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With care, Rhubarb Hits the Spot
By Gloria Troyer,
Tempt Your Palate

My dear mother Beatrice Vegso (1927-2010) lived a full life.   She was born on May 31. She was active in her church’s ‘Women’s Auxiliary’ until she was in her late 70’s. She belonged to the Lynnville Women’s Institute for many years and contributed to their cookbooks.

If you were to ask anyone what their thoughts were of my Mother they would say, “Very kind, a good friend and a great cook”.    



I can still picture her cutting rhubarb stems. In fact the last time I saw her alive she sent me home with a big bag that I froze. I couldn’t eat that rhubarb for a long time. It was as if I ate it she would be gone forever.  Crazy eh?

Anyway my Mom loved rhubarb. She liked it stewed and mashed together with fresh strawberries, used in rhubarb cake and in her ‘infamous’ rhubarb pie.

Rhubarb is considered as a fruit.  But, in fact it is the leaf stem of the rhubarb plant. Their stems can grow between 10-14 inches and ½ to 1 inch in diameter. Its color can vary from pale pink to red.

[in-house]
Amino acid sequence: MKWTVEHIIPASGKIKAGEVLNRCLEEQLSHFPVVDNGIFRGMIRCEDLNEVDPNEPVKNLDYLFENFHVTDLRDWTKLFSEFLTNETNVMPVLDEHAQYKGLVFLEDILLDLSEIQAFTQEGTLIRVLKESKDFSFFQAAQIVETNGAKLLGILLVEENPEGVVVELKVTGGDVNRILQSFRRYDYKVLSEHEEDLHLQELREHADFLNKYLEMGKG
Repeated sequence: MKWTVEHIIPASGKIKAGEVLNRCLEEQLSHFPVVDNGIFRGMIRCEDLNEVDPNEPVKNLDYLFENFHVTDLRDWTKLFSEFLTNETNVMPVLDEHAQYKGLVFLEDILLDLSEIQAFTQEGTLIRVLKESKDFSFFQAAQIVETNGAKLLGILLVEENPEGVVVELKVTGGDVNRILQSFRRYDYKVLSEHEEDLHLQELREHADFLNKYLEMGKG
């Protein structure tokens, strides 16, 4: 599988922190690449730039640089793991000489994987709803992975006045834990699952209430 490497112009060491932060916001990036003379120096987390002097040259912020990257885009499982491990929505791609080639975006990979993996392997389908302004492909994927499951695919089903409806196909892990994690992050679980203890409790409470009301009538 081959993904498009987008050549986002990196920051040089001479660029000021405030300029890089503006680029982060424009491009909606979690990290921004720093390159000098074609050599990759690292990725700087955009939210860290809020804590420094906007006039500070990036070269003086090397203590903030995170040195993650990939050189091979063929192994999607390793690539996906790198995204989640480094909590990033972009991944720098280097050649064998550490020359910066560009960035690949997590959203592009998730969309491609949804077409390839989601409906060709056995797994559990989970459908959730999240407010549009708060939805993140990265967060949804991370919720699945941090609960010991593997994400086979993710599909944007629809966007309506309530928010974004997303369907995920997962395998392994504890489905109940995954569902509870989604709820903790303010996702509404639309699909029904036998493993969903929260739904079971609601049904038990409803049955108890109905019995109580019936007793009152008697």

When using rhubarb in a recipe you need to remove and discard its leaves as they contain oxalic acid which is very poisonous. Rhubarb when grown naturally is available in late Spring to early Summer.
I grew up on an idyllic hobby farm. When I was a kid my friends and I used to pick a stalk of fresh rhubarb and dip it into a palm full of white sugar. Those were the days!

My Mom’s Rhubarb Cake

1 egg
1/2 c. butter
1 1/2 c. raw rhubarb
1 1/2 c. white sugar
1c.sour milk
1 tsp. vanilla
2 c. flour
1 tsp. baking soda
2 tsp. baking powder

Preheat oven to 350 F.  Mix like other cakes and add rhubarb last.  Sprinkle top with 1/2 cup sugar and 2 tsp. cinnamon that have been mixed together. Bake 45-50 minutes depending on your oven or until a toothpick comes out clean. Sweet and simple!

To freeze rhubarb I just wash it, cut it up into 1inch pieces and put it into plastic zip lock bags. It’s useful to have and in a pinch you can make it into a delicious dessert. Another refreshing way to use rhubarb is to make it into an ice cold tea. The following recipe is a good one:

Cold Rhubarb Tea B
y Charlie Burke at the following link:
http://www.theheartofnewengland.com/food/rhubarb-tea.html
 



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